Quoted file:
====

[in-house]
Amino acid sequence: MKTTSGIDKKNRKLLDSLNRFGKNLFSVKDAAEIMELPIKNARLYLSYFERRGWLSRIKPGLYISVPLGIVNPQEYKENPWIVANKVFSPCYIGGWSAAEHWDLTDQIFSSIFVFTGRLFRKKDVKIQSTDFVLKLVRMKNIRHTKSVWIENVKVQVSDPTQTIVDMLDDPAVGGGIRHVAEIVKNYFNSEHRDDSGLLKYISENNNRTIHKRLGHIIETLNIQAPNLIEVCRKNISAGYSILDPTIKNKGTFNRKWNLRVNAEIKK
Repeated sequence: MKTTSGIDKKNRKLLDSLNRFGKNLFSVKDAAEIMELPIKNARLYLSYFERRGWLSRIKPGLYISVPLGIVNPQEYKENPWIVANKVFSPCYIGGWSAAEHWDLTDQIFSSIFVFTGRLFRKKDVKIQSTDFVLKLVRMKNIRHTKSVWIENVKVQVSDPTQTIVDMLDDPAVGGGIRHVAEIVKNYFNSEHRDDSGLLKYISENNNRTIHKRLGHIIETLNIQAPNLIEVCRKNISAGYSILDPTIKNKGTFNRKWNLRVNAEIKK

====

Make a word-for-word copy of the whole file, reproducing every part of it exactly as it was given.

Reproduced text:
[in-house]
Amino acid sequence: MKTTSGIDKKNRKLLDSLNRFGKNLFSVKDAAEIMELPIKNARLYLSYFERRGWLSRIKPGLYISVPLGIVNPQEYKENPWIVANKVFSPCYIGGWSAAEHWDLTDQIFSSIFVFTGRLFRKKDVKIQSTDFVLKLVRMKNIRHTKSVWIENVKVQVSDPTQTIVDMLDDPAVGGGIRHVAEIVKNYFNSEHRDDSGLLKYISENNNRTIHKRLGHIIETLNIQAPNLIEVCRKNISAGYSILDPTIKNKGTFNRKWNLRVNAEIKK
Repeated sequence: MKTTSGIDKKNRKLLDSLNRFGKNLFSVKDAAEIMELPIKNARLYLSYFERRGWLSRIKPGLYISVPLGIVNPQEYKENPWIVANKVFSPCYIGGWSAAEHWDLTDQIFSSIFVFTGRLFRKKDVKIQSTDFVLKLVRMKNIRHTKSVWIENVKVQVSDPTQTIVDMLDDPAVGGGIRHVAEIVKNYFNSEHRDDSGLLKYISENNNRTIHKRLGHIIETLNIQAPNLIEVCRKNISAGYSILDPTIKNKGTFNRKWNLRVNAEIKK